Search Images Maps Play YouTube News Gmail Drive More »
Sign in
Screen reader users: click this link for accessible mode. Accessible mode has the same essential features but works better with your reader.

Patents

  1. Advanced Patent Search
Publication numberUS5079541 A
Publication typeGrant
Application numberUS 07/532,738
Publication dateJan 7, 1992
Filing dateJun 4, 1990
Priority dateJun 4, 1990
Fee statusLapsed
Also published asWO1991019279A1
Publication number07532738, 532738, US 5079541 A, US 5079541A, US-A-5079541, US5079541 A, US5079541A
InventorsThomas O. Moody
Original AssigneeMoody Thomas O
Export CitationBiBTeX, EndNote, RefMan
External Links: USPTO, USPTO Assignment, Espacenet
System and method for detecting movement of an infant from a secure area
US 5079541 A
Abstract
An electronically and visually detectable diaper or article of apparel is used in a system and method for detecting the unauthorized movement of an infant from a secure area in a hospital. The diaper may have electronically detectable indicator tags embedded therein that are detectable by a transmitting and receiving unit positioned adjacent openings to the secure area. The diaper may also include a visually conspicuous appearance to defeat attempts to thwart the electronic detection system. The indicator tags may be positioned in perpendicular planes so that the transmitting and receiving unit may detect the diaper, regardless of the diaper's orientation as it passes through the transmitting and receiving unit.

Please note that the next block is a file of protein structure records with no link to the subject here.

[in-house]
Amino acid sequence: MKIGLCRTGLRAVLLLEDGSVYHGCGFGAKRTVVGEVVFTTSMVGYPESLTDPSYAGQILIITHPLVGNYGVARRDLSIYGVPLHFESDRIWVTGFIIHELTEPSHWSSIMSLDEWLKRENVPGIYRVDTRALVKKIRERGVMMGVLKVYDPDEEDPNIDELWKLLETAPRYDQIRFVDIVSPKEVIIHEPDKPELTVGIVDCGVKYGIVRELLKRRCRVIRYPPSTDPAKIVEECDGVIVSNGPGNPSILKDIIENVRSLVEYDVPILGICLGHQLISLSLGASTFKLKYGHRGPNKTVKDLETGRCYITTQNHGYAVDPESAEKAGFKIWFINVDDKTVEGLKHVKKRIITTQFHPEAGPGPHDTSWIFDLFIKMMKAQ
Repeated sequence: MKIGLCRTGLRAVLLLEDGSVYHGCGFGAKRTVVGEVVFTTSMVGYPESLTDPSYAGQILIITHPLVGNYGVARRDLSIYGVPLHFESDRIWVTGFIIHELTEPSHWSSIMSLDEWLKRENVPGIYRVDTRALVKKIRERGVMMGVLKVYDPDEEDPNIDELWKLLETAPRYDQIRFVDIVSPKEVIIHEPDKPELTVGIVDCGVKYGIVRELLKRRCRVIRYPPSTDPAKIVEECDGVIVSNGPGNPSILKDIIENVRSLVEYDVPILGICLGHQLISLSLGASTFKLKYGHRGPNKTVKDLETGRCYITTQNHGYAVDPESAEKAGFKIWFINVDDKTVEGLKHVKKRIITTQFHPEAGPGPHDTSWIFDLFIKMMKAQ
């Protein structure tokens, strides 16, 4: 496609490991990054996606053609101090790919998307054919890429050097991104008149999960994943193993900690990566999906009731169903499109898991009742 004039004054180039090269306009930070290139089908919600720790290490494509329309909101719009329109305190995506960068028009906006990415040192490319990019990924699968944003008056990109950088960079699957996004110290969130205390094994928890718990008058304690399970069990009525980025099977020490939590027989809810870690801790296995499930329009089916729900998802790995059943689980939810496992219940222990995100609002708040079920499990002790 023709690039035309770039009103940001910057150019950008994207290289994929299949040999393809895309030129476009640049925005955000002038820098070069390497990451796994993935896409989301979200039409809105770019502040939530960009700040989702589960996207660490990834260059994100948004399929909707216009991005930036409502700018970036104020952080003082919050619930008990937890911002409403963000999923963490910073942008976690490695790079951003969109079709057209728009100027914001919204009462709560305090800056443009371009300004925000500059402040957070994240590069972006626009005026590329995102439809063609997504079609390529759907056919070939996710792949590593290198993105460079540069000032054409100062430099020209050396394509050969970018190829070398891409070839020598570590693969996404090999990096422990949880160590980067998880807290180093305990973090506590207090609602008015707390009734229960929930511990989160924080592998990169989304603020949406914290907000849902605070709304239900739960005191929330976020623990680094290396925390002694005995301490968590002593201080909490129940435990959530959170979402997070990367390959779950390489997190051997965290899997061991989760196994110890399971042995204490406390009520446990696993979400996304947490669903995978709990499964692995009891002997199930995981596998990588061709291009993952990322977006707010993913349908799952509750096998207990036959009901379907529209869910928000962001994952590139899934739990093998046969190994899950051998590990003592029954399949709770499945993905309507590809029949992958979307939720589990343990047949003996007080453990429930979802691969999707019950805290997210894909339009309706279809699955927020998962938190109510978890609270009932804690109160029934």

Images(1)
Previous page
Next page
Claims(19)
I claim:
1. A system for detecting the passage of an infant from a secure area comprising:
(a) a first diaper adapted to be worn by an infant in the secure area, said first diaper comprising,
(1) means for presenting a conspicuous appearance so that said first diaper is adapted to be visually distinguished from diapers not having said present means, and
(2) indicator means embedded in said first diaper so that the presence of said indicator means is not sensed by an infant wearing said first diaper for causing a signal to be generated indicating passage of said first diaper from the secure area;
(b) detector means positioned adjacent openings to the secure area for detecting passage of said first diaper out of the secure area and for generating an electronic signal responsively thereto; and
(c) alarm means for providing an alarm signal responsively to receipt of said electronic signal,
so that an infant wearing said first diaper leaving the secure area is detected electronically by said detector means and an infant not wearing said first diaper attempting to evade said detector means can be detected visually by lack of said presenting means.